Does not always resolve dissonance to consonance in the traditional manner

Uses many chords with four and five tones instead of the traditional triad

Ex. 2.  This is an example of a series of five tone chords (called 9th chords) in parallel motion, which Debussy often used in his harmonies.

Click on music to play

Avoids the traditional dominant to tonic chord progression

Uses scales that do not have a strong central pitch (tonic) such as the church modes which he learned by studying Gregorian chant, the pentatonic scale which he learned from studying Asian music, and the whole tone scale, which he developed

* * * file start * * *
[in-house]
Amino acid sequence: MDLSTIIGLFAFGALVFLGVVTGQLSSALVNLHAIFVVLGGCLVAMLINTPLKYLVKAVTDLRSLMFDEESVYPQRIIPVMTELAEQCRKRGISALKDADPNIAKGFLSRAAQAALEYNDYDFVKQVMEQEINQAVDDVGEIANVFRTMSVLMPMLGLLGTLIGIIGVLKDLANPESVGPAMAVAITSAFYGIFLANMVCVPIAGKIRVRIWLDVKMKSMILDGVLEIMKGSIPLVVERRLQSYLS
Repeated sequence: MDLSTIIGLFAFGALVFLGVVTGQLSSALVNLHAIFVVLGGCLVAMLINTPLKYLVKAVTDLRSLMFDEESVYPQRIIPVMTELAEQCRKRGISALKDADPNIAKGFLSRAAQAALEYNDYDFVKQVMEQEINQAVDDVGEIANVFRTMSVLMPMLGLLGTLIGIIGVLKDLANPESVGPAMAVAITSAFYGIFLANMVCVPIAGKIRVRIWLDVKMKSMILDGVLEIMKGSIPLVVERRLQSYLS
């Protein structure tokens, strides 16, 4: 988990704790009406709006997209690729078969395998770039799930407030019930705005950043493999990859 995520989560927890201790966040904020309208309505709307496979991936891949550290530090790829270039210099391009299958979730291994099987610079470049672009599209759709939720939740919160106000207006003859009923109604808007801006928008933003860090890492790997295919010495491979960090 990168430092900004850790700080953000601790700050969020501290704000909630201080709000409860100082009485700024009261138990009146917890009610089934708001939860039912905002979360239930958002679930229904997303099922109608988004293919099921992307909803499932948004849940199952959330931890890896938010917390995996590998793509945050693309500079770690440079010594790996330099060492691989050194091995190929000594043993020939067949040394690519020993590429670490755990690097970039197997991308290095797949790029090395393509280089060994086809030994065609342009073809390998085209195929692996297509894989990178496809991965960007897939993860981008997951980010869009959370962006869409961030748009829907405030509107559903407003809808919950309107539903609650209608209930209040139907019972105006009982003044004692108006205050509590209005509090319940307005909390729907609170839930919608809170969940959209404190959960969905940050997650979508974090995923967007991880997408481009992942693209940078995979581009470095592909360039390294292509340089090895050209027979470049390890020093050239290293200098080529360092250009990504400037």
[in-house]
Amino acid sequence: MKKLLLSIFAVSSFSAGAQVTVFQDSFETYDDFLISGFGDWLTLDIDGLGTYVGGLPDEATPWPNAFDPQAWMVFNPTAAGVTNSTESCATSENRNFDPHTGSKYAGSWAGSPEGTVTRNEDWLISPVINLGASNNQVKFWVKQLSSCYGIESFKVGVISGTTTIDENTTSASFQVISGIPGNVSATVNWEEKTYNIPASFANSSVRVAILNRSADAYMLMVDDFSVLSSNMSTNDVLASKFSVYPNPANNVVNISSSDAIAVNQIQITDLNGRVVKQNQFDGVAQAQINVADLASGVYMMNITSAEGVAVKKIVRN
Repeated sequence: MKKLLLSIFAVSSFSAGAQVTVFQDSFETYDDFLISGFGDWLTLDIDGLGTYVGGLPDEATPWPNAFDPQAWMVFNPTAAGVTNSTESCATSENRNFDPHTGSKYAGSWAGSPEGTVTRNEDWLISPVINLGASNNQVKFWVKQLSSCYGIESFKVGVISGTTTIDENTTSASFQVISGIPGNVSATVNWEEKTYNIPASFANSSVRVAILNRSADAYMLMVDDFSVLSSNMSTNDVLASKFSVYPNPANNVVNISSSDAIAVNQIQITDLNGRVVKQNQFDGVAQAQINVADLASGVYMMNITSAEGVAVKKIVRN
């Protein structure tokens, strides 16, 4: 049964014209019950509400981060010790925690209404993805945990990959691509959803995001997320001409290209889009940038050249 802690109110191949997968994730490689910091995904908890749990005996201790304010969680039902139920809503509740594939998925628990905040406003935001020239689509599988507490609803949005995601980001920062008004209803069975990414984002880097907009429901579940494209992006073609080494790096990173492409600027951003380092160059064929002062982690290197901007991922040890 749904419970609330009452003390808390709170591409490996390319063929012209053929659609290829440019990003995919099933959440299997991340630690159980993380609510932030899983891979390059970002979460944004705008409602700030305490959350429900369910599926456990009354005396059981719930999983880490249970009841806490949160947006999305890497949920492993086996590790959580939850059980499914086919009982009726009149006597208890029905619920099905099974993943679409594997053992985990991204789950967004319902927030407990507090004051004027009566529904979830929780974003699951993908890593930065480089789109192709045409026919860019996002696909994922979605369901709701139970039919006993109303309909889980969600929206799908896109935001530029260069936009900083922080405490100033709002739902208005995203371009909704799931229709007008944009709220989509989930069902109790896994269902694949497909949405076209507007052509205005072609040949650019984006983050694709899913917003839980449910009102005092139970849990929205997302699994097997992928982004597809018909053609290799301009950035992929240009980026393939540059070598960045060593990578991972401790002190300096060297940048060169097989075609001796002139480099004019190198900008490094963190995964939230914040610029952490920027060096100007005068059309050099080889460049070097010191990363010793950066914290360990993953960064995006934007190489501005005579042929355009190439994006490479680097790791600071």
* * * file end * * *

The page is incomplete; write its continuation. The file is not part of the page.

Summary of Debussy’s music

Debussy breaks the traditional rules of music to make his music seem less clear and more colorful and “dream-like.”

Like Beethoven and Wagner, Debussy’s music had a strong influence on later composers

Debussy wrote music for orchestra and like Chopin, wrote a large number of piano miniatures

Debussy’s first important piece for orchestra in the new Impressionist style was a tone poem (piece for orchestra that tries to tell a story) called Prelude to the Afternoon of a Faun.

What will we hear as an example of Debussy?

Debussy, "Clouds" from Trois Nocturnes.  This is an example of French impressionism and also an example of a symphonic poem, a single movement work for orchestra that tries to tell a story or describe an event, scene, or some idea. In this case, Debussy has in mind clouds floating through the sky. 

Other important 20th century composers we will study

From Ch. 20